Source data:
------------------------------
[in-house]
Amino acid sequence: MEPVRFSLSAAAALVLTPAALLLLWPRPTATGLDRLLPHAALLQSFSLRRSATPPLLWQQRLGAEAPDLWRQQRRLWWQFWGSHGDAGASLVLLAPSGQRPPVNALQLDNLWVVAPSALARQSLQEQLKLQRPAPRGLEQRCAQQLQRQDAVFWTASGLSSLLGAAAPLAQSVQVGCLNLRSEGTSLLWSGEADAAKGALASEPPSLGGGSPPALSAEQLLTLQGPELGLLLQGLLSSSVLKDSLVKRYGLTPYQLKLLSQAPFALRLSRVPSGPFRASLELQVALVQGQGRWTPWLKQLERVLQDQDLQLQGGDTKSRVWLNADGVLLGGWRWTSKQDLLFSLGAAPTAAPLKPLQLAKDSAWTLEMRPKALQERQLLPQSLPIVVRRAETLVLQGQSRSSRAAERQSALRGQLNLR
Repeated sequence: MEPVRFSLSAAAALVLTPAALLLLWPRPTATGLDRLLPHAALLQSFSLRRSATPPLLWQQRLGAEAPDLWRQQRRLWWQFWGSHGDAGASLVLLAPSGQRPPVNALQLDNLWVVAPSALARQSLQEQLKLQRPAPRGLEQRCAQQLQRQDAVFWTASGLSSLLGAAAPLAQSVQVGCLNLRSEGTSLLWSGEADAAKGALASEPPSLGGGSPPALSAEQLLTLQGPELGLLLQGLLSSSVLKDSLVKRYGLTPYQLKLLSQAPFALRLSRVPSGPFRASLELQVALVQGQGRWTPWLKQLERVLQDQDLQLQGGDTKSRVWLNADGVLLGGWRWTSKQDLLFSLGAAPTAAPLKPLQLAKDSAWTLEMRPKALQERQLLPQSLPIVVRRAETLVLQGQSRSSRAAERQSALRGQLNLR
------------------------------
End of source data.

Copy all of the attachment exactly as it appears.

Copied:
[in-house]
Amino acid sequence: MEPVRFSLSAAAALVLTPAALLLLWPRPTATGLDRLLPHAALLQSFSLRRSATPPLLWQQRLGAEAPDLWRQQRRLWWQFWGSHGDAGASLVLLAPSGQRPPVNALQLDNLWVVAPSALARQSLQEQLKLQRPAPRGLEQRCAQQLQRQDAVFWTASGLSSLLGAAAPLAQSVQVGCLNLRSEGTSLLWSGEADAAKGALASEPPSLGGGSPPALSAEQLLTLQGPELGLLLQGLLSSSVLKDSLVKRYGLTPYQLKLLSQAPFALRLSRVPSGPFRASLELQVALVQGQGRWTPWLKQLERVLQDQDLQLQGGDTKSRVWLNADGVLLGGWRWTSKQDLLFSLGAAPTAAPLKPLQLAKDSAWTLEMRPKALQERQLLPQSLPIVVRRAETLVLQGQSRSSRAAERQSALRGQLNLR
Repeated sequence: MEPVRFSLSAAAALVLTPAALLLLWPRPTATGLDRLLPHAALLQSFSLRRSATPPLLWQQRLGAEAPDLWRQQRRLWWQFWGSHGDAGASLVLLAPSGQRPPVNALQLDNLWVVAPSALARQSLQEQLKLQRPAPRGLEQRCAQQLQRQDAVFWTASGLSSLLGAAAPLAQSVQVGCLNLRSEGTSLLWSGEADAAKGALASEPPSLGGGSPPALSAEQLLTLQGPELGLLLQGLLSSSVLKDSLVKRYGLTPYQLKLLSQAPFALRLSRVPSGPFRASLELQVALVQGQGRWTPWLKQLERVLQDQDLQLQGGDTKSRVWLNADGVLLGGWRWTSKQDLLFSLGAAPTAAPLKPLQLAKDSAWTLEMRPKALQERQLLPQSLPIVVRRAETLVLQGQSRSSRAAERQSALRGQLNLR